|03.21.13 at 6:29 pm ET|
As they did with Chinese Basketball Association imports Terrence Williams and D.J. White before him, the Celtics signed Shavlik Randolph for the remainder of the season. The deal includes an option for next season.
Randolph has appeared in three games for the C’s this season, averaging 3.3 points and 4.3 rebounds in 12.0 minutes per game. He posted highs of six points, eight rebounds and two steals against Charlotte on March 16.
Randolph played the maximum of two 10-day contracts since March 1, so the team had to make a decision about his future on Thursday. Barring an outright cut, the Celtics roster is set at 15 for the remainder of the season.
|03.21.13 at 6:05 pm ET|
Celtics president of basketball operations Danny Ainge joined Salk & Holley in his weekly Thursday afternoon appearance to face questions about his team’s tough losses to the Hornets and Heat, Jeff Green‘s (lack of) playing time and the NCAA tournament.
C’s coach Doc Rivers, who ripped his team’s performance in New Orleans, only played Green 26 minutes and resorted to another off-balanced Paul Pierce isolation jumper in the 87-86 loss. Even Ainge seemed to have questions about those decisions.
“I think Jeff is starting to prove and has proven to Doc that he deserves to be on the court most minutes of the game,” Ainge said. “Doc needs something off the bench, and I think he’s trying to figure all that out.
“And he will. He’s played Jeff at the 2 and the 3 and the 4 this year, and so I think that last night might’ve been a good opportunity for Jeff to play more at the 2. They had two big guys in there. They were killing us on the glass in the second half. I think in one stretch it was 27-9, and that just shows you lack of effort.”
Ainge stopped himself before including Green’s second-half performance as part of that lack of effort, but he did cite Brandon Bass‘ improved play in defense of Rivers’ decision and eventually blamed the loss on the backcourt.
“I think that last night maybe [we needed] some Jeff at the 2 guard,” said Ainge, who watched Avery Bradley and Courtney Lee combine for eight points in 39 combined minutes, “because our guard play was not good last night.”
While Ainge commended Anthony Davis‘ effort in what he termed “a bad loss” — calling the Hornets rookie “a Spiderman” and “a young, athletic KG” — he also expressed disappointment in his team’s late-game execution.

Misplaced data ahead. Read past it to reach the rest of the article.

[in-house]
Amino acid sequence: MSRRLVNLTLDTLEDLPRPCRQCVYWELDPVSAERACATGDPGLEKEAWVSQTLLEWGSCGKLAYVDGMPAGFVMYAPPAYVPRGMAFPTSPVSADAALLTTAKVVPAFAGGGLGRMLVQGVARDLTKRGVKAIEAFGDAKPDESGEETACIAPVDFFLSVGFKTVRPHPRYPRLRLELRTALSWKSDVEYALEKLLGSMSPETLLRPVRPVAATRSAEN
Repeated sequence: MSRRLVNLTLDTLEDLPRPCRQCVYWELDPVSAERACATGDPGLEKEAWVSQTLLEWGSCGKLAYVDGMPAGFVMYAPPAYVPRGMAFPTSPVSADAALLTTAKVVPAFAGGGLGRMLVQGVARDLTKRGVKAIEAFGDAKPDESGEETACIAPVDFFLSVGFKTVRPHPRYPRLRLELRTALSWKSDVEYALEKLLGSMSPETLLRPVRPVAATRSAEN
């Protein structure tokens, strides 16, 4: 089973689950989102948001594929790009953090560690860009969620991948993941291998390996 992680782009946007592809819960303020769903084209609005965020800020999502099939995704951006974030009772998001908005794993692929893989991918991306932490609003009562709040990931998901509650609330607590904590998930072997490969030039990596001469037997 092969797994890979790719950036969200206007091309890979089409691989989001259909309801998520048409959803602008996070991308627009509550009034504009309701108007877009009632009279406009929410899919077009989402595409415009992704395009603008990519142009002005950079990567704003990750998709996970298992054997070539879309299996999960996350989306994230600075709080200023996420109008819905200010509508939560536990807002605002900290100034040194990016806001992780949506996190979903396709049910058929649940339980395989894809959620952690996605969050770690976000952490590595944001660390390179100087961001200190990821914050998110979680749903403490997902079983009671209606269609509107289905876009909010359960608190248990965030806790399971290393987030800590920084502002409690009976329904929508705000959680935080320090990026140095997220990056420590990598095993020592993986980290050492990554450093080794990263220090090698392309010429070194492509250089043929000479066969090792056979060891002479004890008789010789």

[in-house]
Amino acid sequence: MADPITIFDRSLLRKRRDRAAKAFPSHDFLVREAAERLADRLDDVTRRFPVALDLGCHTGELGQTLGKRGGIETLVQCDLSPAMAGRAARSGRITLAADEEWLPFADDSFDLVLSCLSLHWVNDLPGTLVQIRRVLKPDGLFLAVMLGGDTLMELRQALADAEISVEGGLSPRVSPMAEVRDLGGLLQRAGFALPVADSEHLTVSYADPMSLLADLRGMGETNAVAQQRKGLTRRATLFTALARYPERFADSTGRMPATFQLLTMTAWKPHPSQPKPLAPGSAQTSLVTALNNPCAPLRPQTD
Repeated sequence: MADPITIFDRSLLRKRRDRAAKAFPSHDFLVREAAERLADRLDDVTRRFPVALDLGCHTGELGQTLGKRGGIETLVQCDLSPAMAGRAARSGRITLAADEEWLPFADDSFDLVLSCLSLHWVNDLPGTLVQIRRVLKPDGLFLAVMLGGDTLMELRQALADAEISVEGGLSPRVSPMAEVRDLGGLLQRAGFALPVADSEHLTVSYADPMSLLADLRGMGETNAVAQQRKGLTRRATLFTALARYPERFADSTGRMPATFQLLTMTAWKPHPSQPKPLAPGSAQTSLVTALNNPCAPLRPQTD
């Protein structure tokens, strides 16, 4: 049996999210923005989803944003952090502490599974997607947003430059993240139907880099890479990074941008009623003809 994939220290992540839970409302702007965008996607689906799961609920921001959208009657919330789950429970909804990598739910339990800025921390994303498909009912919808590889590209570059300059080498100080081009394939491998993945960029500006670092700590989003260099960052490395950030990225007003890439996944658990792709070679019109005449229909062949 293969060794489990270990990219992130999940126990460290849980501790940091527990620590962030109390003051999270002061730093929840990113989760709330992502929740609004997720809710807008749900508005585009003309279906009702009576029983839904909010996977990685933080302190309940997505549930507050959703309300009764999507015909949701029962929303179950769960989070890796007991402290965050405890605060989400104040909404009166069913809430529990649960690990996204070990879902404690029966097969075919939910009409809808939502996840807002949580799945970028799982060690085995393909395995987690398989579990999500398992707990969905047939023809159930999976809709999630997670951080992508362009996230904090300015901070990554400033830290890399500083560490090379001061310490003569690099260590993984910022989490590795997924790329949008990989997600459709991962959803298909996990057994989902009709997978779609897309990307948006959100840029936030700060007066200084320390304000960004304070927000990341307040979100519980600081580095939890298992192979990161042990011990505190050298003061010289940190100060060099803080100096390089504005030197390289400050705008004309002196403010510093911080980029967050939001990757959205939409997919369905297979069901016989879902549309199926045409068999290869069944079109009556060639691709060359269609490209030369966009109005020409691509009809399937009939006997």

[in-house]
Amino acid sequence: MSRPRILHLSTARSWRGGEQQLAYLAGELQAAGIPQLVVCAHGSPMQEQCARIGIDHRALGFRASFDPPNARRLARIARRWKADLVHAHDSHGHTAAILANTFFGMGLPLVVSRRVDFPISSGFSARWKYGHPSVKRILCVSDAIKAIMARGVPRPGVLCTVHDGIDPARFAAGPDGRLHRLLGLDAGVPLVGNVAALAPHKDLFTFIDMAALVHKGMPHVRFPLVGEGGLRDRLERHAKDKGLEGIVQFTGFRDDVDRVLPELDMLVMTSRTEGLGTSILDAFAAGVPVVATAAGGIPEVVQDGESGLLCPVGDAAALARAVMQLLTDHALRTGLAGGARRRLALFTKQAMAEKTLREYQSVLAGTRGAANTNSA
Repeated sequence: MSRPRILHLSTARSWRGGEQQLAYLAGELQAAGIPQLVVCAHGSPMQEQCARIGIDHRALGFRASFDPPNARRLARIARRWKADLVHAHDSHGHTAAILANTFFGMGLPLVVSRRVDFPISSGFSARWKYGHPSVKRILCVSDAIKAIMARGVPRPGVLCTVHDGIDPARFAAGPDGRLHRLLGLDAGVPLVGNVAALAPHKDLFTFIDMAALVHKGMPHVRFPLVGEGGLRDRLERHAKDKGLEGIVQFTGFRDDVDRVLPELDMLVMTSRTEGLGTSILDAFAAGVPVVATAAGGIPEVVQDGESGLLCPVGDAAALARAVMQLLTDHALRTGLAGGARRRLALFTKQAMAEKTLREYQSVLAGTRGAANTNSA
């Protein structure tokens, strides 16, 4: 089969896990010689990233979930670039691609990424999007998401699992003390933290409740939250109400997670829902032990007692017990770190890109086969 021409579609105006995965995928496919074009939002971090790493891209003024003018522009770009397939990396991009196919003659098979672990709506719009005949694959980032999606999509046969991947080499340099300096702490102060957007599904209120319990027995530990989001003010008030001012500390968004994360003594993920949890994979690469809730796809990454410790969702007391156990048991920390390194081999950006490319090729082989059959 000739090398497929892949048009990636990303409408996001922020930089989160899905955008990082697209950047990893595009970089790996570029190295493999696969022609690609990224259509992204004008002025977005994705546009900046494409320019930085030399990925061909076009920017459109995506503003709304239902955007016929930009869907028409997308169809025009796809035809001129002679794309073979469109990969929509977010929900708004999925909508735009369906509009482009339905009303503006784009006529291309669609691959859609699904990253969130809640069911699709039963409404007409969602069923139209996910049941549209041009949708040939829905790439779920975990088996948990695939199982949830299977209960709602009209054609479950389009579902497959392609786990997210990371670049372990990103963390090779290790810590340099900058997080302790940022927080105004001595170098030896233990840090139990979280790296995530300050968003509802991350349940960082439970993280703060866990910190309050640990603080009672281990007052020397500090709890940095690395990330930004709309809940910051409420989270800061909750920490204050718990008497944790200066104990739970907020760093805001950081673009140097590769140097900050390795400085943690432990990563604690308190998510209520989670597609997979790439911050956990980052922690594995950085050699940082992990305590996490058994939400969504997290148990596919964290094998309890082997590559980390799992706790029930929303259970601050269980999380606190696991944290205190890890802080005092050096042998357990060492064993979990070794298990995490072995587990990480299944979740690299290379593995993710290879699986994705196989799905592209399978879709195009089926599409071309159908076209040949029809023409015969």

|03.20.13 at 11:22 pm ET|
Doc Rivers has been here before, and has had way too much experience this year in trying to rip his team a new one after blowing a double-digit lead and losing to an inferior opponent.
As a matter of fact, the Celtics did exactly that against the same lowly Hornets team they lost to at the Garden back on Jan. 16. But that apparently wasn’t motivation enough as the C’s blew a 13-point lead in the third quarter and lost to New Orleans on an Anthony Davis tip-in of an Eric Gordon missed layup with 0.3 seconds left to lift the Hornets over the Celtics, 87-86, Wednesday night.
Rivers needed just one minute, 45 seconds to tear his team a new one after the loss.
“We messed the game up [with] our spirit,” Rivers began. “I thought we thought we were going to win the game when we got the lead.
“I told our guys at halftime, you could see it in the middle of the second quarter. We went from being a solid, just good-looking basketball team, to ‘Showtime.’ And I believe in the basketball gods. When you mess with the game, the game messes you up. I thought we deserved it, I really did.
“I thought we activated them. I thought they were ready to go. You could just see it. We stopped making passes, we started dancing around, stopped defending, laughing. You could see our guys laughing and joking. I told our coaches, I said, ‘The basketball gods will get us tonight at some point.’ And unfortunately, it did. So, I thought we deserve everything we got.
“We don’t learn because we’ve done this three or four times this year and we just don’t learn. It’s disappointing.”
Rivers was asked just one question: Is he surprised this kind of play is coming so late in the season?
“It doesn’t matter at the point of the season, it really doesn’t,” he said. “But, it does get old. You could just see it. And once you do it, you can’t turn it back on. But I thought once we activated them, you could see the difference in the speed, the way they were playing and the way we were playing in the fourth quarter. We were trying to say, ‘Come on, now.’ And I was like, ‘No, you can’t do it now. You turned it off and you turned them on.’ I thought they were in a great place at the end. But we were asleep and we deserved it. I thought we absolutely deserved to lose the game. Whether or not we won it or not, we deserved to lose the game.”
For more, visit the Celtics team page at weei.com/celtics.
|03.20.13 at 10:35 pm ET|
Anthony Davis – the No. 1 overall pick in the NBA draft last June – tipped in the go-ahead basket with 0.3 seconds left in the fourth quarter to allow the Hornets to nip the Celtics, 87-86, Wednesday night in New Orleans. The Hornets were able to sweep the season series with the Celtics this season. The Celtics could managed just 31 points in the second half and lost their second straight, with road games in Dallas and Memphis on tap for Friday and Saturday nights.
On the final play, Eric Gordon went right on Avery Bradley and drove to the basket. His layup went hard off the glass and the rim. Kevin Garnett and Jeff Green failed to box out Davis, who tipped in the miss. The play was reviewed on replay but was upheld. A final shot by Garnett was off the mark and wouldn’t have counted.
Paul Pierce scored a game-high 28 points while Garnett returned to action after a two-game absence to add 20 points. Green, who had 13 points in the first half, was held scoreless in the second half.
Green picked up where he left off Monday night, when he scored a career-high 43. Green hit 4-of-6 shots in the first 24 minutes, scoring 13 points from his more customary spot coming off the Boston bench.
Garnett, showing no rust or residual effect from his left leg injury and flulike symptoms, was 6-of-9 from the floor and had 14 points. Pierce added 12 points, as the Celtics used an 11-1 run to build the lead to 12 before settling for a 55-45 halftime lead. Boston shot a blazing 21-of-35 (60 percent) in the first half.
The third quarter was a brutal one for the Celtics. They scored just 12 points and turned the ball over seven times, allowing the Hornets to erase a 13-point lead.
Courtney Lee‘s midrange jumper broke a drought of nearly 4 1/2 minutes late in the third quarter and put an end to an 18-5 run that saw the Hornets come all the way back from a 60-47 Celtics advantage.